FDA approves new device capable of monitoring eye volume for 24 hours
The Triggerfish could help eye doctors figure out the optimum time to test a patient's intraocular pressure (IOP), which is a necessary measure when testing for the optic nerve damage that is a common symptom of glaucoma.
About 3 million Americans are living with glaucoma, a condition that can lead to blindness. Often, by the time a patient has been diagnosed with glaucoma, significant vision loss has occurred.
The first device of its kind to be green-lighted by the FDA, the Triggerfish is a soft silicone contact lens that contains a sensor. A patient can wear the device for up to 24 hours, during which time wireless data -- including changes in the eye's volume -- are sent from the sensor to an adhesive antenna around the patient's eye.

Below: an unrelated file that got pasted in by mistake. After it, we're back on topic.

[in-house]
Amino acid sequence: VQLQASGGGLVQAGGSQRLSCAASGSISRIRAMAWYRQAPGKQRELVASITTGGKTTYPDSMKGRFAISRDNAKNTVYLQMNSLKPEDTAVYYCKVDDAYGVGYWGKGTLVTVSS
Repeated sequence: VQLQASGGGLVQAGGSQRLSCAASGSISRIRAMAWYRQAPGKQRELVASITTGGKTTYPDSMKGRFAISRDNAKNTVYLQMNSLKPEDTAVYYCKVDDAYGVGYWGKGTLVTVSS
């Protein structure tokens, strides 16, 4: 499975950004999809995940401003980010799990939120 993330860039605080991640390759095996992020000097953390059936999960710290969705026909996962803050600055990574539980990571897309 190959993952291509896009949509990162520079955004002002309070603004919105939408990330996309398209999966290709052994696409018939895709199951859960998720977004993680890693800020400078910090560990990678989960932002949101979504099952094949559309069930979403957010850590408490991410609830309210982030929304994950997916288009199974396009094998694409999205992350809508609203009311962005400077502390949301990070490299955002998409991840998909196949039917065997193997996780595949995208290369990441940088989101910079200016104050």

The patient also wears a data recorder, in which all the sensor's data are stored. The information can then be sent by Bluetooth to the eye doctor's computer.
"The Triggerfish gives the clinician 24-hour continuous monitoring of changes in IOP patterns that otherwise could not be obtained,” William Maisel, acting director of the Office of Device Evaluation in the FDA’s Center for Devices and Radiological Health, said. “This information can help determine the most critical time of day for the clinician to measure the patient’s IOP.”
Patients 22 and older can use the Triggerfish, which has been extensively studied for both safety and efficacy.
Organizations in this story
U.S. Food and Drug Administration (FDA) 10903 New Hampshire Ave Silver Spring, MD - 20903